>> Depending on the state. So [inaudible] New York, the federal government matches one for one for every dollar the state spends. In Michigan, we get two dollars for every dollar that we spend. And in Mississippi, you get three dollars. So I find that pretty interesting, on top of the fact that the poverty line isn't indexed for local cost of living or local age levels. And so it's a lot easier in a sense to qualify. And some of these [inaudible], which are already getting these big matching grants. So I think it's kind of fascinating that the political equilibrium that we've seen has been the blue states that are kind of more liberal, right, getting lower matching rate, having lower eligibility rates, but these red states that don't care so much, okay, but they support the matching system because they're coming away with huge amounts of money, right? And so, at least that's my guess. And so what I see in the future, all right, is that we have to deal with some way of reforming the system, because the trajectory of healthcare costs over the next 30 or 40 years. In Canada, they actually decided to apportion the grants on a per capita basis so that they don't have -- they have basically a block grant per person, okay, regardless of where they live. I think that's a much better system, in a sense. Although it'd be even nicer to say, hey, Florida's got a lot of old people, so maybe the fact that they have more people in long-term health care. Maybe they should get more money. So do you think there's any -- I want to rephrase this to a question, okay, so [laughter] if we -- there is a lot of concern about the [inaudible] healthcare [inaudible]. We probably need to do something about containing the costs in the long term. And what I'm curious is how do you see the politics of this changing as sort of, you know, the Ryans and the Romneys of the world trying to find solutions. And as states like Georgia and Texas, their incomes are rising, it seems like. And so maybe then the red states are going to start becoming less advantaged with these programs. I'm not sure that's going to happen. But as we've [inaudible]. And now I'm not sure that's going to happen anymore. And so, what I'm curious is what do you think that A, Medicaid has become a wasteful system because of the matching system, especially in some of these states? And B, do you think there is a way for it in terms of reforming it to sort of deal with the long-term prospects over the next 30 to 40 years?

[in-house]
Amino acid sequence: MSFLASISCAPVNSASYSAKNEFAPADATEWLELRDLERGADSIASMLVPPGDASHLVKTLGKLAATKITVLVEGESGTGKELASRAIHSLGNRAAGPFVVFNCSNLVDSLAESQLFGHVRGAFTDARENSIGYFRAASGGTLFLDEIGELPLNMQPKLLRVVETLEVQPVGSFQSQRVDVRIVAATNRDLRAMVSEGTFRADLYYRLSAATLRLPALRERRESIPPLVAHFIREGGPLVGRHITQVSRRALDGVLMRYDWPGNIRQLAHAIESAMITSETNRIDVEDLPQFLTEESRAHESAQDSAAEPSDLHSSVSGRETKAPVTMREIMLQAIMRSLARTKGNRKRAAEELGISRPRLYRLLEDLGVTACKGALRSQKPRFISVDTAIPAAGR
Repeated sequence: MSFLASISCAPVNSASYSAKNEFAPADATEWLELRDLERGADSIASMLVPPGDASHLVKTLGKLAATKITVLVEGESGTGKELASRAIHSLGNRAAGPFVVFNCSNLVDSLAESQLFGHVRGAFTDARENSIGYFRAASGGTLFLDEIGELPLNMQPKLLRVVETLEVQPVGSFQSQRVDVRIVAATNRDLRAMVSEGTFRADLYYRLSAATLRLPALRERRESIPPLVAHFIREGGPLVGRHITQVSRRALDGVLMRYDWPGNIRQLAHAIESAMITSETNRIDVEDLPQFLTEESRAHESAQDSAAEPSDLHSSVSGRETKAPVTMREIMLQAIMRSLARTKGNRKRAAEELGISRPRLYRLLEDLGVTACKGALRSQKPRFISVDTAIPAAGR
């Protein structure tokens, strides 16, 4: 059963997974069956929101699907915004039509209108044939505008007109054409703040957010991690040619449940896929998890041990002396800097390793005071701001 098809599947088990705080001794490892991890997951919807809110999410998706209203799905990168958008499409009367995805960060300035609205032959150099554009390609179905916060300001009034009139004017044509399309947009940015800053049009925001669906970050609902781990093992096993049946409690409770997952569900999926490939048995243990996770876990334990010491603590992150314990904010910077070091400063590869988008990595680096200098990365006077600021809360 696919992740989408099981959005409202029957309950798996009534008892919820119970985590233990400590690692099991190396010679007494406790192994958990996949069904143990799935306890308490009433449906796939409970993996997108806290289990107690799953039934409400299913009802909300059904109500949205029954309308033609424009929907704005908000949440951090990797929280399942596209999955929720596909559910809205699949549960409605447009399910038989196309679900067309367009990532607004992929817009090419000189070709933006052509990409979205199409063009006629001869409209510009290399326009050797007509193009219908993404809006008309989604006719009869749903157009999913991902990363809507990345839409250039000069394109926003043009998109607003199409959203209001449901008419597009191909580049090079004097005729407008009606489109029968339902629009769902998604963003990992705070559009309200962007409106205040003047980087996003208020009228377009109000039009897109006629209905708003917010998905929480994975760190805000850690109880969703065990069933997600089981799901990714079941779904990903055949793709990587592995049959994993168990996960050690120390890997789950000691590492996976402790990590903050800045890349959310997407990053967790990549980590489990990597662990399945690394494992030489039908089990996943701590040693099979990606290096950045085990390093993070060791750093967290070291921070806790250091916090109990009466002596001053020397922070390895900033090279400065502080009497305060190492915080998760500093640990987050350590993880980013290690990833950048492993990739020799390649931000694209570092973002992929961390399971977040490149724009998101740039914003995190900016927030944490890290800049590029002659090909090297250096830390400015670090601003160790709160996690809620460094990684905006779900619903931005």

>> Well, I'll start. Let me go to one. And I may not have heard you right on your empirical assertion, and then I'll try to deal with the waste thing and hold my feet to the fire if I forget -- if I forget the question. But you're right on the federal match in places like Mississippi and so forth in the deep south and other places have much more fiscal incentive to do Medicaid because the record is that they do not do it. That the sources -- you know, they look the gift horse in the mouth. And it's a testimony to political culture and political ideology. So the formula, if one defines a successful formula as convincing the sort of poorest states to get benefits up where richer states have them, it's been a miserable failure. In the book, I trace every state increase their expenditures in a [inaudible] per poor person. And I asked, well is there a convergence? You know, are we getting more alike? But no, you know, the coefficient of variation is as high as ever on that kind of front. So let me go to the waste question. Obviously, there are all sorts of issues we face in trying to contain costs in this country and so on and so forth. Is there waste in Medicaid. You know, they have -- there's some calculation of fraud among government programs and I think Medicaid probably is up there at the top. But I would argue, if you look at Medicaid, plenty of warts on this program, but it is a bare-bones program. What Medicaid pays per -- and they have different kinds of enrollees. Taking care of people with disabilities, as well as, in long-term care issues are expensive. I would argue that it is really a bare-bones program. Costs per beneficiary are less than Medicare, God knows, private insurance. And they don't pay, you know, provider network adequacy is a real issue, because they don't pay a lot of providers. They pay worse than the other programs. So, when I hear the sort of Ryanesque, oh, we can take 800,000,000,000 over 10 years and everything -- you know, we're going to figure out a way to make Medicaid more efficient, I just don't know -- it's a really bare-bones program. Is there waste? I'm sure there's some waste. But I -- I think if you try and cut it, you really are, there's going to be a price to pay in access or health outcome. You know, that's just a take on it.